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A’s “Braintrust” Not Showing The Former Or Inspiring The Latter

MLB: JUL 20 Astros at Athletics
There’s a better chance this produced a DP than a hit.
Photo by Bob Kupbens/Icon Sportswire via Getty Images

It’s one thing to make head-scratching trades don’t pass analytical or critical muster and then predictably look terrible in hindsight. It’s another to scout a player with the exit velocities of a weakling and the fly ball routes of an inebriated seagull and proclaim him to be “the most complete player in the minors!”

When what’s done is done and the guys you have are the guys you have, now all that is incumbent upon you is to at least select the right players to suit up for your big league (or is it “big league”) squad.

And the A’s braintrust (or is it “braintrust”?) can’t even get that right.

Blunder 1:

The number of missteps, just in roster decisions, over the past month are startling. It began with the injuries to Carlos Perez and Manny Piña that necessitated the call up of a catcher.

This was a chance to give a look to 25 year old Kyle McCann, who is reaching that critical age where he is not too old to be a prospect but if it’s going to happen it probably needs to happen soon. McCann is having a solid season at AAA batting .287/.360/.502 and showing it’s not all Las Vegas mirage by maintaining a healthy .278/.359/.470 line on the road.

More importantly, selecting McCann would have enabled the A’s not to call up 21 year old Tyler Soderstrom when Oakland’s top prospect was showing, in AAA, all the weaknesses that scouts worry about with him: hacking at too many pitches and rolling over on outside offspeed pitches. Soderstrom was batting just .254 at AAA with a .303 OBP, far below league average.

So the A’s called up Soderstrom, who predictably has been in over his head. Still lacking good pitch selection or the wisdom to take outside pitches the other way, Soderstrom has started his big league career 3 for 22. He is the rare big league hitter who has managed to hit into more double plays (4) than get hits (3), and while this debut probably won’t scar him for life it hasn’t benefited anyone.

Blunder 2:

Then Oakland found itself in need of a call up when Ryan Noda took a pre-game ground ball off his face. It created, for the umpteenth time, an opportunity to give a look to Max Schuemann, another prospect whose age (he turned 26 last month) suggests that if there’s going to be a time for him it’s going to be now.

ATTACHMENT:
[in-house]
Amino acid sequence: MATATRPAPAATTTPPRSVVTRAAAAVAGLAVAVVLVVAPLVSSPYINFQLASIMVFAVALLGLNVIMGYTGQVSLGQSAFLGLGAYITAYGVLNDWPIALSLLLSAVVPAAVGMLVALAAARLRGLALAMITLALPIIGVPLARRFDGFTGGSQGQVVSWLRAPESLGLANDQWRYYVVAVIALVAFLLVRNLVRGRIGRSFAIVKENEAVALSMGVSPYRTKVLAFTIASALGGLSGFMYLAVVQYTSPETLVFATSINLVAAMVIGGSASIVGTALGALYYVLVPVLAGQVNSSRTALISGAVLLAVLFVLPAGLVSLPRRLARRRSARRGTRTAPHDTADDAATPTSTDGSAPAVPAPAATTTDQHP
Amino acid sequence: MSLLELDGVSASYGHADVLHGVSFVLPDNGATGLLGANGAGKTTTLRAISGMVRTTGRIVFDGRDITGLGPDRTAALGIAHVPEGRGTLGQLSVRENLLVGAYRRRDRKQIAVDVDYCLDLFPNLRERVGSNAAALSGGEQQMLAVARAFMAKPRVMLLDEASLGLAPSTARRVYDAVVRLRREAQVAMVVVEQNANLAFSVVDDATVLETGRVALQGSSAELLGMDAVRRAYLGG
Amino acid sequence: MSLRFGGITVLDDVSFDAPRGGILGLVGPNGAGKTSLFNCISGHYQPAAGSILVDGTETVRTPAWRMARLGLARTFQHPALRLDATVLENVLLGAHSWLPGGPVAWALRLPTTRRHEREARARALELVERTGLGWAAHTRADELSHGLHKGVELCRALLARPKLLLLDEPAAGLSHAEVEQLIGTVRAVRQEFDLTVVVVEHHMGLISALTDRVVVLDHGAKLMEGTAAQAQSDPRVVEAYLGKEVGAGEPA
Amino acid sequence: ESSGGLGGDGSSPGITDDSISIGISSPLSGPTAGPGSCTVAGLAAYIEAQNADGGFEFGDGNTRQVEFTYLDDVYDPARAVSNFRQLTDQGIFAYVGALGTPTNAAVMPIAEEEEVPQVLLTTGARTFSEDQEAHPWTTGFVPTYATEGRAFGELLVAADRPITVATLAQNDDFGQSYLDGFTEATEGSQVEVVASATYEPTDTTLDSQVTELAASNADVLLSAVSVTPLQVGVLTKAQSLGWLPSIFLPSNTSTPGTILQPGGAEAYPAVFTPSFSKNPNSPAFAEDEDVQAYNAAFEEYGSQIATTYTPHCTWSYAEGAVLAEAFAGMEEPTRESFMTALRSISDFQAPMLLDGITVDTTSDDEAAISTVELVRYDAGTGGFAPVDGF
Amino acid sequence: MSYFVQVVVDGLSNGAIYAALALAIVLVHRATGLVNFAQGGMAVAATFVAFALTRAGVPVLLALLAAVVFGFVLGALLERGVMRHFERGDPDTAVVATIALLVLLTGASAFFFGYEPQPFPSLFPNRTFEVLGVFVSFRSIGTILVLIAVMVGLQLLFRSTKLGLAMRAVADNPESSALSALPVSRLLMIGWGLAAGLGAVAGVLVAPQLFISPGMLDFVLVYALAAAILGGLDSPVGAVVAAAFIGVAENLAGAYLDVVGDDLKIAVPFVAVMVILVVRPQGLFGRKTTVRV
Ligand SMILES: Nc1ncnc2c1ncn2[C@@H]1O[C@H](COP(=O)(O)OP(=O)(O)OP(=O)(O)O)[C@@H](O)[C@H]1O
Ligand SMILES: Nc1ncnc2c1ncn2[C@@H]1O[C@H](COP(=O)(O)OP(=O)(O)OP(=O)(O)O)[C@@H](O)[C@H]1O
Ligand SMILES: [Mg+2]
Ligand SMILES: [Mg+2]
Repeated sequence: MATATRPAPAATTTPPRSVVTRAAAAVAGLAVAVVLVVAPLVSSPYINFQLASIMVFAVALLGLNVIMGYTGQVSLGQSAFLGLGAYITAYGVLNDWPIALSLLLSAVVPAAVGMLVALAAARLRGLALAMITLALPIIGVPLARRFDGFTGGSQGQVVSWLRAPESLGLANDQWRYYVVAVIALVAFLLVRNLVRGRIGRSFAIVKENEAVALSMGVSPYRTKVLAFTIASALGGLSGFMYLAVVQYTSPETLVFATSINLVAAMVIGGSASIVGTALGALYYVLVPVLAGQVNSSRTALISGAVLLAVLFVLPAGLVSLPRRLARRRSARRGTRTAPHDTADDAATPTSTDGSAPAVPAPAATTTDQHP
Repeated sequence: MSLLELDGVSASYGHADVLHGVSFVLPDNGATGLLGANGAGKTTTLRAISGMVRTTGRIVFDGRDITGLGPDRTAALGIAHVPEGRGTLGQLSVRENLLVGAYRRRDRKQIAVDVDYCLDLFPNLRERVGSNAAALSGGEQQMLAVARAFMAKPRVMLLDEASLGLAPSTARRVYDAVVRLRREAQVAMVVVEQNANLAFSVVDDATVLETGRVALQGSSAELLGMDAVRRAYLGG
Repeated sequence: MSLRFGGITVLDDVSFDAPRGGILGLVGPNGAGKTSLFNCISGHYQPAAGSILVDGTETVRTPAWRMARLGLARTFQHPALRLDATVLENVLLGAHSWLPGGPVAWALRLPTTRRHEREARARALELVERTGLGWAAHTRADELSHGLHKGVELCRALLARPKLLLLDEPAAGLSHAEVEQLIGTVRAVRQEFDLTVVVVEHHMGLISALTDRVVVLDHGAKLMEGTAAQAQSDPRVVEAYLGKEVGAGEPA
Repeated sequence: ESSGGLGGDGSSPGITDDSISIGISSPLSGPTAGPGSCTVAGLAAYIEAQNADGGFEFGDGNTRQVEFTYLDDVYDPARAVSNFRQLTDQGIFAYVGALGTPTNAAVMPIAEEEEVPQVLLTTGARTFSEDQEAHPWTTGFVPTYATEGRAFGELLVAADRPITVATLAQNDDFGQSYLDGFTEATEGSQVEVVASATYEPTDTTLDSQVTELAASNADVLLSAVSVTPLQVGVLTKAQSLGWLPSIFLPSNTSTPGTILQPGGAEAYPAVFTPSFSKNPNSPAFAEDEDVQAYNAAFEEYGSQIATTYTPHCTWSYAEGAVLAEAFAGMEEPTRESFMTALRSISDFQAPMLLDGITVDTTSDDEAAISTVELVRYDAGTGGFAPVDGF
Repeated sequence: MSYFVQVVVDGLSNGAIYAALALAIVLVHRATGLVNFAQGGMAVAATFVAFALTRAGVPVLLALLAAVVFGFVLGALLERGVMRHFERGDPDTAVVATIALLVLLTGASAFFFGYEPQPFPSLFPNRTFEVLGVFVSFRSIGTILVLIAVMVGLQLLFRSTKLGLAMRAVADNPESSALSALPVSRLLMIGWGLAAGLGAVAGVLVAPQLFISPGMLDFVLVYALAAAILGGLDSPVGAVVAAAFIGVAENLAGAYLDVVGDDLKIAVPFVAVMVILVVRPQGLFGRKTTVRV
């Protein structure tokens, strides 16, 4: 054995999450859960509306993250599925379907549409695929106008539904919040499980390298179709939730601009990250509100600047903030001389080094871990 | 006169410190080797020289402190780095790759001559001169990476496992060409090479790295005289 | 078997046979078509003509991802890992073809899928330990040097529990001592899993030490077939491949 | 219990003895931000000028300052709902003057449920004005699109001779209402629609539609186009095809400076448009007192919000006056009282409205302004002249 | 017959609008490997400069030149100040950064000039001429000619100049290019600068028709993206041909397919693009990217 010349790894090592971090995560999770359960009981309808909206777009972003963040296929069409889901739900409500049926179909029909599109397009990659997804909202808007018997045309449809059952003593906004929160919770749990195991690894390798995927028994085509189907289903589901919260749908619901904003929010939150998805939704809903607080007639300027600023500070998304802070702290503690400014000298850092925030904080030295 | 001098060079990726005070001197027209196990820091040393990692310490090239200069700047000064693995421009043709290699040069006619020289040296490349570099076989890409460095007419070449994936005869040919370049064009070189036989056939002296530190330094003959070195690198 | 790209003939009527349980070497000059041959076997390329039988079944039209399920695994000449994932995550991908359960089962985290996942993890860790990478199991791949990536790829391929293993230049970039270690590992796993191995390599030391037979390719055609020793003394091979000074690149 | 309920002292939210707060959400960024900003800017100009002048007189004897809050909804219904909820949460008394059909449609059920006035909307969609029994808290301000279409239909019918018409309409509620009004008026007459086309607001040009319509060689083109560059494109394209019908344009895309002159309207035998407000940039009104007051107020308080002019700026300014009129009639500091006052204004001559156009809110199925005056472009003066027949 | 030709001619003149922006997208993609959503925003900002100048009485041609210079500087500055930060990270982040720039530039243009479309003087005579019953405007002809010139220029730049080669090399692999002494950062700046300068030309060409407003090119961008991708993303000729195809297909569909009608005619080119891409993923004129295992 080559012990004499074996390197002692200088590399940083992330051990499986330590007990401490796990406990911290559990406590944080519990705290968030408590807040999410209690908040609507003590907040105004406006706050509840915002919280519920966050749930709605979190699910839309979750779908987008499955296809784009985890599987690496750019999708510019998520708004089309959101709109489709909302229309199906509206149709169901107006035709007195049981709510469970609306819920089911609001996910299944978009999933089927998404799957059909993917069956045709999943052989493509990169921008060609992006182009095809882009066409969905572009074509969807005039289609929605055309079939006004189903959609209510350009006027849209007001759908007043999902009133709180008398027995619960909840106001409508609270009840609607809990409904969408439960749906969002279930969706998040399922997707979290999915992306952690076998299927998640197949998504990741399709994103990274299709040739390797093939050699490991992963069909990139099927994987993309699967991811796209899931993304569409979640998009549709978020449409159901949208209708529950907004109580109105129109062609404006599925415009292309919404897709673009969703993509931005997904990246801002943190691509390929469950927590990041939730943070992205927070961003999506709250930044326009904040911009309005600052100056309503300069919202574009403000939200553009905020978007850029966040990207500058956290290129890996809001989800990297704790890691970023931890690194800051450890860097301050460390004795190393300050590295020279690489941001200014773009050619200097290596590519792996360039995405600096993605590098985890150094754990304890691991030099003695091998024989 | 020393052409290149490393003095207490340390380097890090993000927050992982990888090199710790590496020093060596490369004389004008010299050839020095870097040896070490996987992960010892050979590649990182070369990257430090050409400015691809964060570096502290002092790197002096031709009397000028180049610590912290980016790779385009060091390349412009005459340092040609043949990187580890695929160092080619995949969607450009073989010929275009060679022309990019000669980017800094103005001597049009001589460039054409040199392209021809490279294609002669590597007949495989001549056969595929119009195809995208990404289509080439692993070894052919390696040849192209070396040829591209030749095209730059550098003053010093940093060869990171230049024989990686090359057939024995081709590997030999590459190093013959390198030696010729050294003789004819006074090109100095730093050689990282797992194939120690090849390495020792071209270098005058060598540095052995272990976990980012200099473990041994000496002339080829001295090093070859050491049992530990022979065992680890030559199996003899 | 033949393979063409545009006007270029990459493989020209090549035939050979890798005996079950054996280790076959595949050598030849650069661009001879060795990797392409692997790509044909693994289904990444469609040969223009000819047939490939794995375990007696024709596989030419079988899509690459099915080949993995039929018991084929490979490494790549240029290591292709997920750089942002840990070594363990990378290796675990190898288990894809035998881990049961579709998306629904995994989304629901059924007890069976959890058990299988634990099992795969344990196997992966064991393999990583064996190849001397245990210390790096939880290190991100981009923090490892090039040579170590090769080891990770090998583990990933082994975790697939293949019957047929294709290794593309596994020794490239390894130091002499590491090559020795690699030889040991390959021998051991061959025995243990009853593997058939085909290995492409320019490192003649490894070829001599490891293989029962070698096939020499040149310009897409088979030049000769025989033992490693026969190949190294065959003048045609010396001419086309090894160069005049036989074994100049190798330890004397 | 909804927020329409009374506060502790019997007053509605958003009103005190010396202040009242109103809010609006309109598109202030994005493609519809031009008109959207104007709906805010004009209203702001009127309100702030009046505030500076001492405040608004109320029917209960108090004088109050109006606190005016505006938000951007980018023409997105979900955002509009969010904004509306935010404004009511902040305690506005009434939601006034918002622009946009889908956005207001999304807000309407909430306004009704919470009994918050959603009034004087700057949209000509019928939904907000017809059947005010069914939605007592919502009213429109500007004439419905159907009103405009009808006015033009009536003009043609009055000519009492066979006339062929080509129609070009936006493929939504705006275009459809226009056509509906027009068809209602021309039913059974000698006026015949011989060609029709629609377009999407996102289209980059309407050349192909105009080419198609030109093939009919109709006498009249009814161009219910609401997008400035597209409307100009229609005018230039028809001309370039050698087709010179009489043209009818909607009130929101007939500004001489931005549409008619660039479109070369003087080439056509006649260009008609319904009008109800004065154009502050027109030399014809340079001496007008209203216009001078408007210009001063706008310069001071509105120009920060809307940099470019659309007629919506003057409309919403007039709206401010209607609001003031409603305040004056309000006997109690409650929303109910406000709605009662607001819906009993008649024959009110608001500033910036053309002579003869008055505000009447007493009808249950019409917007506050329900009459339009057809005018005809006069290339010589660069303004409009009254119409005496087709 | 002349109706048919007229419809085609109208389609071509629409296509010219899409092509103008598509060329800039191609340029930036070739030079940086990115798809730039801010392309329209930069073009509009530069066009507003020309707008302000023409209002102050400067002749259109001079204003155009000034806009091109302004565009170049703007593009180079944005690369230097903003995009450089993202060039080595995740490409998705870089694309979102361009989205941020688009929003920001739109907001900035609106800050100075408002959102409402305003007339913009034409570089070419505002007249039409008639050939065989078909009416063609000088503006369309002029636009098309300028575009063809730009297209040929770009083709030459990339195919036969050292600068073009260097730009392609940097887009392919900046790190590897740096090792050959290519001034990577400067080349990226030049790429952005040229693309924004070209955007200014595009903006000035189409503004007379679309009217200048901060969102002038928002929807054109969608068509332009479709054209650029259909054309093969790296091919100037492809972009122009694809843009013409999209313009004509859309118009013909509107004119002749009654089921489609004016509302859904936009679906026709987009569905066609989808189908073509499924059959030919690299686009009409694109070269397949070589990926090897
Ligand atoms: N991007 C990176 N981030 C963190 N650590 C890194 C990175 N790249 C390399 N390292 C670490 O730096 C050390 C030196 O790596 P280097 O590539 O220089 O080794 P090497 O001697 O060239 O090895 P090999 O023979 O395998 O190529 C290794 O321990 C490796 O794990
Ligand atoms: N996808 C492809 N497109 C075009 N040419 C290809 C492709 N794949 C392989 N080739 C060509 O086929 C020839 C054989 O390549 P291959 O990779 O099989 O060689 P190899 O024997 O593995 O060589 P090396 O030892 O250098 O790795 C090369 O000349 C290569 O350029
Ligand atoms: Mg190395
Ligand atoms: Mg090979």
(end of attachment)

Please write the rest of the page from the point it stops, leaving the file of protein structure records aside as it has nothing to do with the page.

All Schuemann has done this season at AAA is to bat .309/.423/.498. All he did last season at AA is to bat .290/.418/.438. Defensively, he has literally played all around the diamond seeing time at 1B, 2B, SS, 3B, LF, CF, and RF, meaning he could conceivably have slotted in for any of Esteury Ruiz, Ramon Laureano, Ryan Noda, or just replaced the ineffective duo of Aledmys Diaz and Nick Allen at SS.

Schuemann, inexplicably, has yet to so much as make his major league debut despite showing a hit tool with terrific plate discipline that has translated to a .300/.420 average the past two seasons. It’s not like the big league team is getting hits, getting on base, or scoring runs — maybe you want to give Schuemann a chance to see what he can do?

Instead, the A’s called back up Jonah Bride who after last night is now slugging .208 for the season. And .237 for his career. Seriously? It wasn’t even a matter of matching positions, because Bride was called up for Noda, and it wasn’t a matter of eschewing older prospects because Bride is 27.

It was just a matter of not understanding that regardless of what the A’s internal beliefs might be around Schuemann (heck, their beliefs around Bride were clearly dead wrong), he has proven that he deserves a chance to show what he can, or can’t do, in the big leagues.

Blunder 3:

And then maybe the most puzzling one of all, not because it’s the most important decision but just because it makes absolutely no sense. Oakland dealt Shintaro Fujinami to the Orioles for 26 year old LH reliever Easton Lucas.

Now you may have been underwhelmed by the trade but let’s face it: despite his big time stuff, Fujinami’s had a disastrous April and May, and despite his recent success the role he settled into was as neither a starter nor a closer. The market for inconsistent 7th inning relievers just isn’t that robust and so a reliever, with 6 years of control, whose fastball has ticked up several MPH this season, might have been a worthwhile flier to take in exchange for 2.5 months of Fujinami.

Here’s where the A’s lose me. Instead of placing Lucas on the roster to replace Fujinami, Oakland decides that what they should do instead is to bury Lucas at AAA for now so they can sign a different reliever to put on the big league roster. And that reliever is Tayler Scott.

Let’s take a look see at Scott, shall we? He’s 31. He has, after last night, thrown 39.1 IP in the big leagues. In those 39.1 IP, he has allowed an astonishing 63 hits. 9 of those hits have been HRs. He has walked 25 batters, which is a rate of 6.55 BB/9 IP. He has also hit 6 batters.

What this means is that somehow, in 39.1 IP Tayler Scott has managed to allow 94 batters to reach base. I’m not exaggerating to say that if you look at the rates of hits, walks, HRs, and HBP, you see pretty much the stats you might expect to see from a position player pitching the 9th inning of a blowout.

So the A’s traded for an interesting 26 year old LH reliever and assigned him to AAA so they could sign the 31 year old Scott and put him on the roster?

In summary, at AAA right now you have a 25 year old and two 26 year olds who have some talent and the MiLB resumes to warrant an extended look for a rebuilding team in desperate need of young breakouts. They are languishing at AAA right now in favor of a 21 year old whose AAA performance screamed that he was not yet ready for prime time, Jonah Bride and Tayler Scott.

Just blunderful.